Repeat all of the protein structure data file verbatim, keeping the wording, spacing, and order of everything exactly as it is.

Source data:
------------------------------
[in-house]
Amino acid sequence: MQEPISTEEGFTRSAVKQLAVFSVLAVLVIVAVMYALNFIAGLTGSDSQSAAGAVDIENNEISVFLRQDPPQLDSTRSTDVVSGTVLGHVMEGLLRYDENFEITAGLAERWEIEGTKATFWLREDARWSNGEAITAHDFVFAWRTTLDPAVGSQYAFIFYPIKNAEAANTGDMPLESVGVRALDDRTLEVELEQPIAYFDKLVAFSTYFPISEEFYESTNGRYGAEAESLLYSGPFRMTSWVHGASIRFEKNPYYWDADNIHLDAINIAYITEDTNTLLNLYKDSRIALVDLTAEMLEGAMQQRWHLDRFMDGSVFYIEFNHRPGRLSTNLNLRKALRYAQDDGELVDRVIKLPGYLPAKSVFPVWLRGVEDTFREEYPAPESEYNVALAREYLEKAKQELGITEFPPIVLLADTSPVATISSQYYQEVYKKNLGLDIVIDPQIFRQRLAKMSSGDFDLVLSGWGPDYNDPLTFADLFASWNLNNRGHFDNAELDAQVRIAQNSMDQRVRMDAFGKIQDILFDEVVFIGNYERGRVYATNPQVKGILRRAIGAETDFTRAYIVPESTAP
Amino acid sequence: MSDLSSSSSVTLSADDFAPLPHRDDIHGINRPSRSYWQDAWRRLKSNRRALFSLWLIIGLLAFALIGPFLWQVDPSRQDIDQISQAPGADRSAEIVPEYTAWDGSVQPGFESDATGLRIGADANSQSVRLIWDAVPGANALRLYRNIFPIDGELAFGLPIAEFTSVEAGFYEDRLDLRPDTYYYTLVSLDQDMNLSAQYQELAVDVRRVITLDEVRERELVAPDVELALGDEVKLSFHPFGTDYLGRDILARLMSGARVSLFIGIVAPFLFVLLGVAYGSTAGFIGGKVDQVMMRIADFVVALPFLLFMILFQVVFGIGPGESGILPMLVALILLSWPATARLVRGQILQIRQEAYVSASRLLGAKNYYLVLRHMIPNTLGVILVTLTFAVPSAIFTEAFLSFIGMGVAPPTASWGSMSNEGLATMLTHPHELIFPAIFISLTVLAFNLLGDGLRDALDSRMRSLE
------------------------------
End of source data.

[in-house]
Amino acid sequence: MQEPISTEEGFTRSAVKQLAVFSVLAVLVIVAVMYALNFIAGLTGSDSQSAAGAVDIENNEISVFLRQDPPQLDSTRSTDVVSGTVLGHVMEGLLRYDENFEITAGLAERWEIEGTKATFWLREDARWSNGEAITAHDFVFAWRTTLDPAVGSQYAFIFYPIKNAEAANTGDMPLESVGVRALDDRTLEVELEQPIAYFDKLVAFSTYFPISEEFYESTNGRYGAEAESLLYSGPFRMTSWVHGASIRFEKNPYYWDADNIHLDAINIAYITEDTNTLLNLYKDSRIALVDLTAEMLEGAMQQRWHLDRFMDGSVFYIEFNHRPGRLSTNLNLRKALRYAQDDGELVDRVIKLPGYLPAKSVFPVWLRGVEDTFREEYPAPESEYNVALAREYLEKAKQELGITEFPPIVLLADTSPVATISSQYYQEVYKKNLGLDIVIDPQIFRQRLAKMSSGDFDLVLSGWGPDYNDPLTFADLFASWNLNNRGHFDNAELDAQVRIAQNSMDQRVRMDAFGKIQDILFDEVVFIGNYERGRVYATNPQVKGILRRAIGAETDFTRAYIVPESTAP
Amino acid sequence: MSDLSSSSSVTLSADDFAPLPHRDDIHGINRPSRSYWQDAWRRLKSNRRALFSLWLIIGLLAFALIGPFLWQVDPSRQDIDQISQAPGADRSAEIVPEYTAWDGSVQPGFESDATGLRIGADANSQSVRLIWDAVPGANALRLYRNIFPIDGELAFGLPIAEFTSVEAGFYEDRLDLRPDTYYYTLVSLDQDMNLSAQYQELAVDVRRVITLDEVRERELVAPDVELALGDEVKLSFHPFGTDYLGRDILARLMSGARVSLFIGIVAPFLFVLLGVAYGSTAGFIGGKVDQVMMRIADFVVALPFLLFMILFQVVFGIGPGESGILPMLVALILLSWPATARLVRGQILQIRQEAYVSASRLLGAKNYYLVLRHMIPNTLGVILVTLTFAVPSAIFTEAFLSFIGMGVAPPTASWGSMSNEGLATMLTHPHELIFPAIFISLTVLAFNLLGDGLRDALDSRMRSLE